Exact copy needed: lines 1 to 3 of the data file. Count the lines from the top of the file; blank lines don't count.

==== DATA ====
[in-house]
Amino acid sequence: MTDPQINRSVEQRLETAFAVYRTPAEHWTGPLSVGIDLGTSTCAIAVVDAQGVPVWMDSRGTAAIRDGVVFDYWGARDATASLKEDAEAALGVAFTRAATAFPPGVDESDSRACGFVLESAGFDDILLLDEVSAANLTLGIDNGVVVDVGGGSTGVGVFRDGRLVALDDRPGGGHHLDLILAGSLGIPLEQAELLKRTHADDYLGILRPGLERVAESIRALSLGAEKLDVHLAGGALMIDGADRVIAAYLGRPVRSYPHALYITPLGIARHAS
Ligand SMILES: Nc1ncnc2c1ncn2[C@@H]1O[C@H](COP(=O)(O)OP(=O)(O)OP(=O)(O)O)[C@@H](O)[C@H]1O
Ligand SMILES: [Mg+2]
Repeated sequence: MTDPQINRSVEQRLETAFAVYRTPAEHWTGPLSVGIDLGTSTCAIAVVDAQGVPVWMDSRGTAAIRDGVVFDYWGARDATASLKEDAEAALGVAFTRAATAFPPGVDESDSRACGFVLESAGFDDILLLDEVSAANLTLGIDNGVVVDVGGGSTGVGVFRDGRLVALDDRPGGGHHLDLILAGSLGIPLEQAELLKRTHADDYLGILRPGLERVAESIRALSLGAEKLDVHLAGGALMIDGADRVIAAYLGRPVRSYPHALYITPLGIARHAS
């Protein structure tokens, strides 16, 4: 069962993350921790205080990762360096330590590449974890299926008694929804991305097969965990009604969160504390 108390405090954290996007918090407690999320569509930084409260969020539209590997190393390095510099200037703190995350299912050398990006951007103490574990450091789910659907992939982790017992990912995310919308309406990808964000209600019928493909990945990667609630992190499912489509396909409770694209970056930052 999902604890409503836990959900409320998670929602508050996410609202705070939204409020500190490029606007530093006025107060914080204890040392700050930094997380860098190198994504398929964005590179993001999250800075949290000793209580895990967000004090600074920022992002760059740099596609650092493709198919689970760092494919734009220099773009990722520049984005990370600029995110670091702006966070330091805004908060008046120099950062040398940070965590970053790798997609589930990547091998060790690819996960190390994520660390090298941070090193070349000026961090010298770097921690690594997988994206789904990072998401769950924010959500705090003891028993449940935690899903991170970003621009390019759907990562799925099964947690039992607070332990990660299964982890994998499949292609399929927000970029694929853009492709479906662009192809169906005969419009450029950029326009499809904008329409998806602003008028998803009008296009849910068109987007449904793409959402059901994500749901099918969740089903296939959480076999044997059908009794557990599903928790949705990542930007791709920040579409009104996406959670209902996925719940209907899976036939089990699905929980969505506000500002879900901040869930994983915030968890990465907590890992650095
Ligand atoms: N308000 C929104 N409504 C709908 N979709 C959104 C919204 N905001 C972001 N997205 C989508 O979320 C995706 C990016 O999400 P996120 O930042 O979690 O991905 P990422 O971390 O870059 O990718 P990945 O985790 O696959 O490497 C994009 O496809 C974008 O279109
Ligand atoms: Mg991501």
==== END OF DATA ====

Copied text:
[in-house]
Amino acid sequence: MTDPQINRSVEQRLETAFAVYRTPAEHWTGPLSVGIDLGTSTCAIAVVDAQGVPVWMDSRGTAAIRDGVVFDYWGARDATASLKEDAEAALGVAFTRAATAFPPGVDESDSRACGFVLESAGFDDILLLDEVSAANLTLGIDNGVVVDVGGGSTGVGVFRDGRLVALDDRPGGGHHLDLILAGSLGIPLEQAELLKRTHADDYLGILRPGLERVAESIRALSLGAEKLDVHLAGGALMIDGADRVIAAYLGRPVRSYPHALYITPLGIARHAS
Ligand SMILES: Nc1ncnc2c1ncn2[C@@H]1O[C@H](COP(=O)(O)OP(=O)(O)OP(=O)(O)O)[C@@H](O)[C@H]1O